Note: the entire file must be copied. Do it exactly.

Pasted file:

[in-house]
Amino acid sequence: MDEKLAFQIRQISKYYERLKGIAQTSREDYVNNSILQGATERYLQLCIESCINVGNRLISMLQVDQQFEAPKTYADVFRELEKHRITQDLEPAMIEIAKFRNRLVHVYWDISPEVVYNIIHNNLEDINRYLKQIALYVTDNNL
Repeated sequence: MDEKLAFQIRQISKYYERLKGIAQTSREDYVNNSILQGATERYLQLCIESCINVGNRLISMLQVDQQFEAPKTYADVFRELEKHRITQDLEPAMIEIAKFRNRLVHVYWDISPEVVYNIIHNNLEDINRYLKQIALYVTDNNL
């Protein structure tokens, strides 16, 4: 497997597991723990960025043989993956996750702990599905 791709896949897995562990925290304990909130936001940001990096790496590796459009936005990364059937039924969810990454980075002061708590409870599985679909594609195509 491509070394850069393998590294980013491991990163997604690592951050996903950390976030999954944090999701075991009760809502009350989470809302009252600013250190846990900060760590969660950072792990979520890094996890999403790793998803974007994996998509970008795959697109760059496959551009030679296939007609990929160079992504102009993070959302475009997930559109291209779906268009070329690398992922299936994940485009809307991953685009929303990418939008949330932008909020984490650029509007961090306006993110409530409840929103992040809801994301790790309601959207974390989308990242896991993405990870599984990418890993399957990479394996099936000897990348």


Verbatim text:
[in-house]
Amino acid sequence: MDEKLAFQIRQISKYYERLKGIAQTSREDYVNNSILQGATERYLQLCIESCINVGNRLISMLQVDQQFEAPKTYADVFRELEKHRITQDLEPAMIEIAKFRNRLVHVYWDISPEVVYNIIHNNLEDINRYLKQIALYVTDNNL
Repeated sequence: MDEKLAFQIRQISKYYERLKGIAQTSREDYVNNSILQGATERYLQLCIESCINVGNRLISMLQVDQQFEAPKTYADVFRELEKHRITQDLEPAMIEIAKFRNRLVHVYWDISPEVVYNIIHNNLEDINRYLKQIALYVTDNNL
């Protein structure tokens, strides 16, 4: 497997597991723990960025043989993956996750702990599905 791709896949897995562990925290304990909130936001940001990096790496590796459009936005990364059937039924969810990454980075002061708590409870599985679909594609195509 491509070394850069393998590294980013491991990163997604690592951050996903950390976030999954944090999701075991009760809502009350989470809302009252600013250190846990900060760590969660950072792990979520890094996890999403790793998803974007994996998509970008795959697109760059496959551009030679296939007609990929160079992504102009993070959302475009997930559109291209779906268009070329690398992922299936994940485009809307991953685009929303990418939008949330932008909020984490650029509007961090306006993110409530409840929103992040809801994301790790309601959207974390989308990242896991993405990870599984990418890993399957990479394996099936000897990348």